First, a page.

Adopted by Jo-Ann Floridia
Year of birth
How to recognize her
Serena can be identified by her prominent and grayish dorsal crest, as well as the small but deep scar on her upper flank around her peduncle. She also shows a gray line on her right side, below the crest.
The first encounter with Serena dates back to the summer of 1977. She was photographed by St. Lawrence beluga research pioneer Leone Pippard and her team at the mouth of the Saguenay. Belugas fade from gray to white in colour between the ages of 12 and 16. She was already all white at that time, meaning that her birth goes back to at least 1965! Belugas can live to be 60 or even 80 years old.
Her size and associations suggest that Serena is a female. In the belugas’ summer range, females form large communities in which they care for newborns and young. These communities, the formation of which is partially based on matriarchal lineages, are faithful to traditional territories and exchanges between them are uncommon.
Serena belongs to the same Saguenay community as her companions DL0030, DL0246 and Slash (who died in 2013). Associations between females of the same community are not stable, however. They may vary depending on the females’ reproductive status and whether or not they are pregnant or accompanied by a calf.
Serena remains a mystery for our team, as since 1977 we lost track of her during two periods: from 1992 to 1998 and from 2006 to 2012. Perhaps because she is so easily overlooked with her small scar on her upper flank.
How her story unfolds will help us better understand the social and reproductive lives of belugas. By better understanding how belugas live, we will be able to better protect them.
Observations history in the Estuary
Years in which the animal was not observed Years in which the animal was observed
Serena is in a group of about twenty individuals, close to Anse Saint-Étienne (Saint-Étienne cove) in the Saguenay Fjord. Visibility is excellent, despite heavy cloud cover. The herd is composed of adult and young belugas, including four newborns. DL1050 is swimming in the company of two females well known to the field team, Céline and Athéna. They’re heading slowly toward Baie Sainte-Marguerite, which is often the final destination of herds swimming up the Saguenay Fjord. To this day, it is still unknown why belugas are particularly fond of this bay. Once they reach the bay, they sometimes stay there and swim in circles for hours.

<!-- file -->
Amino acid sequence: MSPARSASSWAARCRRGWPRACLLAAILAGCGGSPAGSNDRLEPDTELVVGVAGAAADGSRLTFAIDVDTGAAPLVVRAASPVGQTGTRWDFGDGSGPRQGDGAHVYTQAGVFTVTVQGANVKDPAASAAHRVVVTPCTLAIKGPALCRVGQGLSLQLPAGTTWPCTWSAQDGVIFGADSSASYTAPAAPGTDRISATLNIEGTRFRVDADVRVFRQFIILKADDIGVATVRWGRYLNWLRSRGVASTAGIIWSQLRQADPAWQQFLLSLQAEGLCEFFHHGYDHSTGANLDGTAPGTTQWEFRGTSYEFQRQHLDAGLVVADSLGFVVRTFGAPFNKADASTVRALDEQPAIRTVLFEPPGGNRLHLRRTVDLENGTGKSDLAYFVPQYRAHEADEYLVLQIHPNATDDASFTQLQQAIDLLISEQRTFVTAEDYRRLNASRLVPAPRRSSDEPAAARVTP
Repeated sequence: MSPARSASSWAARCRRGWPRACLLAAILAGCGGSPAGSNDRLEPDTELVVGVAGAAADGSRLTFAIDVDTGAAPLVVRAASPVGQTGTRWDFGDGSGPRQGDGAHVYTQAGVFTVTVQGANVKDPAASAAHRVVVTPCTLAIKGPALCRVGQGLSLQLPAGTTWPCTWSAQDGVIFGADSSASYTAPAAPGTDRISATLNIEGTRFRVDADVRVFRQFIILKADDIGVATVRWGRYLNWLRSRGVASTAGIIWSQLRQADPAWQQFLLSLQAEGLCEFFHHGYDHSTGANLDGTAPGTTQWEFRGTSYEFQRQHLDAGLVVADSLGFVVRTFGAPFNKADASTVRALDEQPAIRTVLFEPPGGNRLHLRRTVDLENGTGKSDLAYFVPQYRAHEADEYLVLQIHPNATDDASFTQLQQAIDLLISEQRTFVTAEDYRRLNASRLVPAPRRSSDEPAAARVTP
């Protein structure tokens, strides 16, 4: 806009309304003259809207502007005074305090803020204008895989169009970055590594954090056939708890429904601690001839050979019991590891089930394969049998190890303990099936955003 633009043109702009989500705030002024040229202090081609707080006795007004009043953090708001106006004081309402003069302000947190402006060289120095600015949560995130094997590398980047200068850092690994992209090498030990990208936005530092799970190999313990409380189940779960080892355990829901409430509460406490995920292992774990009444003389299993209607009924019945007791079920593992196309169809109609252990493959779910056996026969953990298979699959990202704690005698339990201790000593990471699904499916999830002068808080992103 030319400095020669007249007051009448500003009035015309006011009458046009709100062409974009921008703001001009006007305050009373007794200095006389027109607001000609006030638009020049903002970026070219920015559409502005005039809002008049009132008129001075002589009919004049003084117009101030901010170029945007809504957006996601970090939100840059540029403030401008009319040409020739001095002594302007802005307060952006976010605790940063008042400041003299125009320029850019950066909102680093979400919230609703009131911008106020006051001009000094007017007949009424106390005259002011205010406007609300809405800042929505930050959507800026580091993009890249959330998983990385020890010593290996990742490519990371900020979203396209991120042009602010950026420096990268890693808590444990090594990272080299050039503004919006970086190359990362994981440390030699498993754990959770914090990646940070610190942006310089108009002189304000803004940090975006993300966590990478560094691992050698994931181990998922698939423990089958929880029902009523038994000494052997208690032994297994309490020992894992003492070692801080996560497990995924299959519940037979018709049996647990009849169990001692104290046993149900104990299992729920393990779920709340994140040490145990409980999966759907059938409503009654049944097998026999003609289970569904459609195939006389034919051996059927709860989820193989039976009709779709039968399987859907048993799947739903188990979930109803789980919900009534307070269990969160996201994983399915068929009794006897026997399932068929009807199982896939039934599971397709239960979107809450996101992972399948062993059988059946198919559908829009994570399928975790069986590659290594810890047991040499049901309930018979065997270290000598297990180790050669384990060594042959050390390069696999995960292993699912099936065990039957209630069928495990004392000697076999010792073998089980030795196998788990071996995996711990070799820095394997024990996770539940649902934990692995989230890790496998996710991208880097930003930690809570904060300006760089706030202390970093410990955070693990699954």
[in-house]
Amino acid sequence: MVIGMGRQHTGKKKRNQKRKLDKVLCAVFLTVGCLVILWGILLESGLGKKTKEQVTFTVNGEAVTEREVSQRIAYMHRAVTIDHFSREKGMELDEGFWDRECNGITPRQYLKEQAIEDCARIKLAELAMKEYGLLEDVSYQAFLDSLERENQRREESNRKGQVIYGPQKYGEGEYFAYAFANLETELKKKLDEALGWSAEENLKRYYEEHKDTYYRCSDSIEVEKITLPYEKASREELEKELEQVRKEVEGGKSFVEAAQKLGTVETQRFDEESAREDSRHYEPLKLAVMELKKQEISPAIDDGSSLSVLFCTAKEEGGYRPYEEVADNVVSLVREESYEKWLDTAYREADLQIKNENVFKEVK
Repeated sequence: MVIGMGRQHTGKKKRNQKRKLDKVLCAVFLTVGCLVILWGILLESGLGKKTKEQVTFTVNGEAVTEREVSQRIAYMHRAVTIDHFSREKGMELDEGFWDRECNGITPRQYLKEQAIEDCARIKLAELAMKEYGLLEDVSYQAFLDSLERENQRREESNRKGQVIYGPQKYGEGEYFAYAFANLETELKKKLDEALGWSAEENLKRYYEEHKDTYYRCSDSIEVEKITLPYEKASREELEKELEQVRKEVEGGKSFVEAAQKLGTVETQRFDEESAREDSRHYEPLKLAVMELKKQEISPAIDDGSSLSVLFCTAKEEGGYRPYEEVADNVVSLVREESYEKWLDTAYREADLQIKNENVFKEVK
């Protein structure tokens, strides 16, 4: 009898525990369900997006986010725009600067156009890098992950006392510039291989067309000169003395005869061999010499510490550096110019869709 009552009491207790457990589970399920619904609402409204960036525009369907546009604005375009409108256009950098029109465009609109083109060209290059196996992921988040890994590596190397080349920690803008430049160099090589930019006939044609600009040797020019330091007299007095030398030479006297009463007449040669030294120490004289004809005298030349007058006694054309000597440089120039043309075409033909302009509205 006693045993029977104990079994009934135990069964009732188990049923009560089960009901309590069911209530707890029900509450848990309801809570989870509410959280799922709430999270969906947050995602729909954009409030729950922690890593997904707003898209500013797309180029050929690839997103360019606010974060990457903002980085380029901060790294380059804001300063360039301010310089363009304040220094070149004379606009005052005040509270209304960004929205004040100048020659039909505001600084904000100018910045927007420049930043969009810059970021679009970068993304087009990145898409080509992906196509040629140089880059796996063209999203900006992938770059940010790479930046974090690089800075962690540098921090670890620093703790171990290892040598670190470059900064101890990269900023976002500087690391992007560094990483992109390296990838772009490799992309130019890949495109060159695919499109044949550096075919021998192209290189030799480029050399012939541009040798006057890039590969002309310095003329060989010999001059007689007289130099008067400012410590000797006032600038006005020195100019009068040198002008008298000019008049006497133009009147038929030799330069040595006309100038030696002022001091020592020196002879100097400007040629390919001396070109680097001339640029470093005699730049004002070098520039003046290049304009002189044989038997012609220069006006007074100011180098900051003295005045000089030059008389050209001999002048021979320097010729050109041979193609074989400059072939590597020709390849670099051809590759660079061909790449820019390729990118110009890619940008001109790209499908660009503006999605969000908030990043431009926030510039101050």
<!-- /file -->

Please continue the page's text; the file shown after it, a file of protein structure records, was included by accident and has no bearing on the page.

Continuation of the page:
GREMM’s research boat – The Bleuvet – is positioned off the coast of Île Rouge. We observe a herd of about 30 belugas consisting of adults, juveniles and one newborn. Not far from them are also four seals. Serena is swimming in the company of four other belugas, including a young gray. Elsewhere in the herd we recognize the female Pacalou and the male GraCy. Surprise! We see feces appear on the surface. Even if for most people, any type of excrement is disgusting, for researchers, this is a source of valuable data. Is it from Serena? We can’t say for sure.
We’re at the mouth of the Saguenay. Serena is swimming in the company of Vita, a male who regularly plies the waters of the Saguenay. The two animals are in a herd composed of some thirty individuals – adults, young and one calf – and are chasing prey trapped in a tide rip.
The mouth of the Saguenay is a meeting place! Here, networks of male belugas regularly cross paths with those comprising females and young. Large but short-lived herds form here due to the high concentrations of food. This is also where the salt water of the Lower Estuary and the brackish waters of the Saguenay come together. The topography, currents, tides and characteristics of the water masses that meet here create highly unique oceanographic conditions that trap prey, which in turn attract predators such as the beluga.
Jo-Ann Floridia adopted Serena (2017).